Correctional Services said that “matters are under control” at Johannesburg’s Sun City Prison on Wed.
LOLODORF, Cameroon - Fog, thick forest and an unexplained silence from an emergency transponder were hampering search efforts yesterday as rescuers combed a remote area for a Kenya-bound flight that crashed with 114 people on board, including 105 passengers from 27 countries.
The nationalities of the passengers are: 35 Cameroonians, 15 Indians, nine Kenyan crew members, seven South Africans, six Chinese, six Ivorians, six Nigerians, five Britons, two each from the Central African Republic, Democratic Republic of Congo and Equatorial Guinea, and one each from the US, Switzerland, Sweden, Mali, Togo, Ghana, Comoros, Mauritius, Senegal, Congo-Brazzaville, Egypt, Tanzania and Burkina Faso.
A Kenya Airways official said in Nairobi that the company's plane had stopped emitting signals after an initial distress call, though an automatic device should have kept up emissions for another two days.
"Why the signal is not being heard right now, we're not quite sure," said Kenya Airways chief executive officer Titus Naikuni.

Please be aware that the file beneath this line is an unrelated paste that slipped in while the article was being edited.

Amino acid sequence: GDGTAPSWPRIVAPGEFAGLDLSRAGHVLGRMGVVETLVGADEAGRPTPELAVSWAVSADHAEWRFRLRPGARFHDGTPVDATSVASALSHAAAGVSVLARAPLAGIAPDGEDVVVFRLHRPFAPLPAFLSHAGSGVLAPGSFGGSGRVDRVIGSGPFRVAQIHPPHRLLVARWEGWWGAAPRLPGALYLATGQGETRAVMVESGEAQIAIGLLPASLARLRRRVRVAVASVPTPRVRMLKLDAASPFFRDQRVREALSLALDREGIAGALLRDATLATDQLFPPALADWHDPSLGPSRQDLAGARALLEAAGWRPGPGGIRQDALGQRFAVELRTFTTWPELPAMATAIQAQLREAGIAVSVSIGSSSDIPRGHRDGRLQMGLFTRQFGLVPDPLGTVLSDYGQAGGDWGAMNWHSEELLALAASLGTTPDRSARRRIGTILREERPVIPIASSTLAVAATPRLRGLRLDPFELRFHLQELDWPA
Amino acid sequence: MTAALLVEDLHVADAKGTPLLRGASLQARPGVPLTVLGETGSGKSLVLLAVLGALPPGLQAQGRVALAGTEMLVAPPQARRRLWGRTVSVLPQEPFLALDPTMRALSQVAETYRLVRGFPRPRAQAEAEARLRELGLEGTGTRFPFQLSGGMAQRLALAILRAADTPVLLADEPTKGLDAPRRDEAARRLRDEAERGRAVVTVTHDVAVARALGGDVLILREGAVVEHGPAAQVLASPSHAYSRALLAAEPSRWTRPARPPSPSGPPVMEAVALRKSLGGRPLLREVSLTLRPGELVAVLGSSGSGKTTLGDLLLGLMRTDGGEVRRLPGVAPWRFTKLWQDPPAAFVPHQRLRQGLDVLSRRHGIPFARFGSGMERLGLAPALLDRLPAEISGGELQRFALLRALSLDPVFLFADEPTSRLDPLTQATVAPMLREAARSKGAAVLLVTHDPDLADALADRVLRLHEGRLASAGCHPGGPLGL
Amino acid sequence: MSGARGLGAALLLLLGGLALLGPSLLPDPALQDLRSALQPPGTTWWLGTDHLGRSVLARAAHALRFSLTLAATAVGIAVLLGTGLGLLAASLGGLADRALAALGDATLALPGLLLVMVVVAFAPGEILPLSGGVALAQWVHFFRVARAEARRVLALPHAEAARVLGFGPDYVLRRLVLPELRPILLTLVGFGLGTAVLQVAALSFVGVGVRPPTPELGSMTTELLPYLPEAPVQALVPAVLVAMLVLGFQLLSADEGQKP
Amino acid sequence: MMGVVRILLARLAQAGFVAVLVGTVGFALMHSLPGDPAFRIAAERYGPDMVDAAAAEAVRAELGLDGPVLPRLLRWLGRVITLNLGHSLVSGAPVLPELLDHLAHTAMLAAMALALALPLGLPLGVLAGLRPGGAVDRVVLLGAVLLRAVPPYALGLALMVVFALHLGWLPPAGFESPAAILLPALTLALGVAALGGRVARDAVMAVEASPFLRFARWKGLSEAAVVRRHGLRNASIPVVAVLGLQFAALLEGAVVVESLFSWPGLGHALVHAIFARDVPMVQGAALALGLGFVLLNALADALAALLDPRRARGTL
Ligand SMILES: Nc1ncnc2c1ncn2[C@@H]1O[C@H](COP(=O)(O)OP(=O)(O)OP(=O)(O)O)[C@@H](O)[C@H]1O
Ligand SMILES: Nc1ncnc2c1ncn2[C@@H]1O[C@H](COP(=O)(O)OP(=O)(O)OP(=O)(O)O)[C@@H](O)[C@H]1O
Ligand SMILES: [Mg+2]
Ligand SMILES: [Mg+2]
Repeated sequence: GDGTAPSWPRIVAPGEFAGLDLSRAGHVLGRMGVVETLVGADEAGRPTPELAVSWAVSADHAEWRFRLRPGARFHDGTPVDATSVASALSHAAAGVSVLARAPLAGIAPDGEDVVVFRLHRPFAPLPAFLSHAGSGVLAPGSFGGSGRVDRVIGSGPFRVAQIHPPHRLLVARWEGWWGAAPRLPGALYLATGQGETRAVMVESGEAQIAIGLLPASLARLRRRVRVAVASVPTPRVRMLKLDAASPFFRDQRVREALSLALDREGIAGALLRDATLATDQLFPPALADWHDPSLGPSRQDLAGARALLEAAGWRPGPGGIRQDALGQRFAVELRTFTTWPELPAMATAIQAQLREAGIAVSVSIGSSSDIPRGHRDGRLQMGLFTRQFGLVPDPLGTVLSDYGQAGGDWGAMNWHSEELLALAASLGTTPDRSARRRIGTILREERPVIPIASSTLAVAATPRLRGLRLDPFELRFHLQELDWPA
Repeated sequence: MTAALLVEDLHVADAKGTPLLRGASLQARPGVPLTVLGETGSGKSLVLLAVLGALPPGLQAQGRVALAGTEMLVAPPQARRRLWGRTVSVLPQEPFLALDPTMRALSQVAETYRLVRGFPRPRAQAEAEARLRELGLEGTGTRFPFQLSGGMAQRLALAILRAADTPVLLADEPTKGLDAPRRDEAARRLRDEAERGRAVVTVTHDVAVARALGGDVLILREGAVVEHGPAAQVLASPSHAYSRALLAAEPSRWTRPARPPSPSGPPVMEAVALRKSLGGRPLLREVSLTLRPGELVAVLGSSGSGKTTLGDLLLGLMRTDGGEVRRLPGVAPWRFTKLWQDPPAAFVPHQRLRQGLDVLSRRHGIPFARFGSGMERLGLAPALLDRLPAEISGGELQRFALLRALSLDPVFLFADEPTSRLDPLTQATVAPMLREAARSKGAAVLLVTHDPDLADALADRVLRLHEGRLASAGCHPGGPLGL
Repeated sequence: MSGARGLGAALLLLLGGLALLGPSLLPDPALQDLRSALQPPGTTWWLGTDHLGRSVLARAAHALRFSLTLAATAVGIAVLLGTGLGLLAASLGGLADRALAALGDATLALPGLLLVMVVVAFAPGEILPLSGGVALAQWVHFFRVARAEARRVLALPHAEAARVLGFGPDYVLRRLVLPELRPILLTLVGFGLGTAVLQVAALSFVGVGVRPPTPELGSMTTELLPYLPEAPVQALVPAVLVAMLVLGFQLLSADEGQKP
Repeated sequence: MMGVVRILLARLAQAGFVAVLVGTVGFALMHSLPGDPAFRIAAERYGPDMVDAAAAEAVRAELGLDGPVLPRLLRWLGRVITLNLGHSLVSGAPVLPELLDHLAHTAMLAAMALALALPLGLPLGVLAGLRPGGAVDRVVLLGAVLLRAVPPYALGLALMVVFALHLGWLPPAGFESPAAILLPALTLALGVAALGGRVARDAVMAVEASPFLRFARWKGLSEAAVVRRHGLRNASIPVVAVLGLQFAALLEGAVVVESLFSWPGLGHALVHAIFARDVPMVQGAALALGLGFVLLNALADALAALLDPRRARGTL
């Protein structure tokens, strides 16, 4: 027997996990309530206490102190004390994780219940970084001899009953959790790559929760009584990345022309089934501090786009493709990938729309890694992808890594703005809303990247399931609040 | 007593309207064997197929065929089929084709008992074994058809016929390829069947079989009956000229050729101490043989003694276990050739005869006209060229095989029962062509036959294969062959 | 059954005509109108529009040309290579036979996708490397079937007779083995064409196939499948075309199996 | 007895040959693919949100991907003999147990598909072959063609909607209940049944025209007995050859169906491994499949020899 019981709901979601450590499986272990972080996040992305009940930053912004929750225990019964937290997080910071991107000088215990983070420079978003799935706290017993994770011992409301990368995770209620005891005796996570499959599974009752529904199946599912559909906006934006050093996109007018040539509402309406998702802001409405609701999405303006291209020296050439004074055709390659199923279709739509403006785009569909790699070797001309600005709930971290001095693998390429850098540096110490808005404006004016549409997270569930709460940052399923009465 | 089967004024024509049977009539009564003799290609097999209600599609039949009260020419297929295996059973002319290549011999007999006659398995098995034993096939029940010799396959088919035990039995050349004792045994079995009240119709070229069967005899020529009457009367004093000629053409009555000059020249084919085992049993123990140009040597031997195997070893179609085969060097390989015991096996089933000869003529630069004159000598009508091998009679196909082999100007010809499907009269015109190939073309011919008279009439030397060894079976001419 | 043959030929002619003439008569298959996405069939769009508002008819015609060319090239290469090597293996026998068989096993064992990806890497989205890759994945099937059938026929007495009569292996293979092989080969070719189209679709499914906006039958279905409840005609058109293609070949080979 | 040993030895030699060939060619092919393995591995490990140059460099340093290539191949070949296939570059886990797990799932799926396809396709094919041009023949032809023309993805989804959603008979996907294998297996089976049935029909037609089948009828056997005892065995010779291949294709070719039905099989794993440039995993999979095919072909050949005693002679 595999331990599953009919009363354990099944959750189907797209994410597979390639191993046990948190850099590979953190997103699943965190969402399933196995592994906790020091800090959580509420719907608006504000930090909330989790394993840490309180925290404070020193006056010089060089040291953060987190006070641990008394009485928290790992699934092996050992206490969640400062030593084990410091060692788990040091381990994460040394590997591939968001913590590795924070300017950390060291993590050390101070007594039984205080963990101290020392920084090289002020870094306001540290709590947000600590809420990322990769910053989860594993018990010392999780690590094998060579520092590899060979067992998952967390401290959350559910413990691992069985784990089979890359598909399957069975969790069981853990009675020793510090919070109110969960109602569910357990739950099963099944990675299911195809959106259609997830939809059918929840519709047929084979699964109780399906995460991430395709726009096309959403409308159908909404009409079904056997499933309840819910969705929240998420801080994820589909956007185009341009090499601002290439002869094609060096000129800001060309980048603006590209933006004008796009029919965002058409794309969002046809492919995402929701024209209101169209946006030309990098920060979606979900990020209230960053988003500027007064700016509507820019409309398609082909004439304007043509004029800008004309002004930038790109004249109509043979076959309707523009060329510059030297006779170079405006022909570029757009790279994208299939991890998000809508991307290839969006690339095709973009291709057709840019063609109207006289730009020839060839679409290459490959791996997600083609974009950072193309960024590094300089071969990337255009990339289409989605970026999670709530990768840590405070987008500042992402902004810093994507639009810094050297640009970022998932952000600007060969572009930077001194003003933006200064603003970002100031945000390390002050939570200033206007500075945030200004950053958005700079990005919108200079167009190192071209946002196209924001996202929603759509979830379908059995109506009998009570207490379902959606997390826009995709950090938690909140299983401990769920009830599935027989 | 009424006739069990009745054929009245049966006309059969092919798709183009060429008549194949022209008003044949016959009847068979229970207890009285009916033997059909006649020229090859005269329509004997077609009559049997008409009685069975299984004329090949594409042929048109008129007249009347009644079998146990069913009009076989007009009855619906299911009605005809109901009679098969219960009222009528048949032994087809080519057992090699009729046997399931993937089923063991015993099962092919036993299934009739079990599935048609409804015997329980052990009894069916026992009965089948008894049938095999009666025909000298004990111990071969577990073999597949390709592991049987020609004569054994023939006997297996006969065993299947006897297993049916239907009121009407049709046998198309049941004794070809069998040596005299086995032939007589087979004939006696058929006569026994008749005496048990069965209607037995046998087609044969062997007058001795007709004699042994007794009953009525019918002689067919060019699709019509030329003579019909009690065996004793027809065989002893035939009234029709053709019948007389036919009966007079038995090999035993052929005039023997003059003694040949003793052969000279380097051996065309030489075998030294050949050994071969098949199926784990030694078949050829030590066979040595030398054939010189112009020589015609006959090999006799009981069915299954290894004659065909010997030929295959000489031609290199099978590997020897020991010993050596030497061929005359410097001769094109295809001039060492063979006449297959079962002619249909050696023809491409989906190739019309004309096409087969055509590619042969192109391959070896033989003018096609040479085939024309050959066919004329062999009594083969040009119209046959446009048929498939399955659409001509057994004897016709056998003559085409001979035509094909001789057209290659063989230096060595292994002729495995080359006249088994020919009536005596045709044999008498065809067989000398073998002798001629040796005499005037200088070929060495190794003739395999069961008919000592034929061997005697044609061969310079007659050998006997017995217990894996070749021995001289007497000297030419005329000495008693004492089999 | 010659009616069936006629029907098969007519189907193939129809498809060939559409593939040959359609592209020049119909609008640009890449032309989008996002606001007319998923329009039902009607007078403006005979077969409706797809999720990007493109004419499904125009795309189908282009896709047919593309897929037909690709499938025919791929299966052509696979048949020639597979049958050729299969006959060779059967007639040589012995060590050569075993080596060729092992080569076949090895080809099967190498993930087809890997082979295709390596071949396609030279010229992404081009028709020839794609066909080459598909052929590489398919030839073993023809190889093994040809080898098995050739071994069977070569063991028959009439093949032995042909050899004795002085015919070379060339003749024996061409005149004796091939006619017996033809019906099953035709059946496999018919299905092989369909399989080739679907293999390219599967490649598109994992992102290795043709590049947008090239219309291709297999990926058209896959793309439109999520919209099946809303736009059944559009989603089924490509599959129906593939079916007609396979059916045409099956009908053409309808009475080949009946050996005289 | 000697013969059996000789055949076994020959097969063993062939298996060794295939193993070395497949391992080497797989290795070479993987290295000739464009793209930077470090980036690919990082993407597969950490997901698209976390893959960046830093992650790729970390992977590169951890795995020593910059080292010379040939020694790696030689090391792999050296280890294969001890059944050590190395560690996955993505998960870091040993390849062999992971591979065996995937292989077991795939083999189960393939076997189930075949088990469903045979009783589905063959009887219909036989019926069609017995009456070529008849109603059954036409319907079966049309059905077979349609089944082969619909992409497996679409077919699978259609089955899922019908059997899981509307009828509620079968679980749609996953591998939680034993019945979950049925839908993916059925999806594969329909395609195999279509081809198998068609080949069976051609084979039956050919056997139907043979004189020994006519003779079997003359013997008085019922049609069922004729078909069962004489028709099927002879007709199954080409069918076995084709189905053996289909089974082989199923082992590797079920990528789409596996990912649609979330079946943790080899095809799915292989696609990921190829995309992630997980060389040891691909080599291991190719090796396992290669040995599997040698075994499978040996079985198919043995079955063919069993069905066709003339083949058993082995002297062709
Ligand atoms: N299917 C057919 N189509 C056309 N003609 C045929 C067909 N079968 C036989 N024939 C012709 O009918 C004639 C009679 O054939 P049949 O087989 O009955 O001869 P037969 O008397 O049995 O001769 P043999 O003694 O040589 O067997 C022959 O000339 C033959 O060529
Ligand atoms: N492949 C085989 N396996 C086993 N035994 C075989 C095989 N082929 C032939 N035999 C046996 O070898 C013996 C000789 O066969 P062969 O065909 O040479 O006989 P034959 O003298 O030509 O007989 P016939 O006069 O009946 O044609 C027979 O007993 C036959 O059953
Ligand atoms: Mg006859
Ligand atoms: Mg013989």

The silence complicated an already difficult rescue mission.
The wreckage was yet to be spotted by yesterday afternoon. Rescuers had suspended the search because of heavy rains on Saturday. The rains subsided by daybreak, but fog persisted.
"It's a forest, and there's no access in terms of road network," Naikuni said. "We are talking equatorial forest - tall, huge trees."
Worshippers said prayers for those aboard at Kenyan churches yesterday, including Nairobi's Anglican cathedral.
The jet bound for the Kenyan capital Nairobi went down early on Saturday near Lolodorf, about 135km southeast of the coastal city of Douala, where it had taken off after midnight on Friday.
Speaking by telephone en route to the crash site, Naikuni said there was no word on survivors On Saturday, search planes flew over the forested area where the airliner gave off a distress signal, but no wreckage has been spotted.
The search continued on the ground into the night, but helicopters could not operate effectively in the dark, said Jean Francois Villong, a local official co-ordinating the rescue effort.
The helicopters started again yesterday morning, and more rescue workers, including security forces, joined the search.
Relatives and colleagues of those aboard were making their way to the remote area, which has few roads and is dotted with small villages.
Some expressed a willingness to search themselves, but acknowledged they did not know how to begin in the tough conditions.
"It is difficult because this area is mountainous and heavily forested.
"And we suspect the plane may have fallen into a valley," said Villong.
Residents in the area reported hearing a "large boom" during the previous night.- Sapa-AP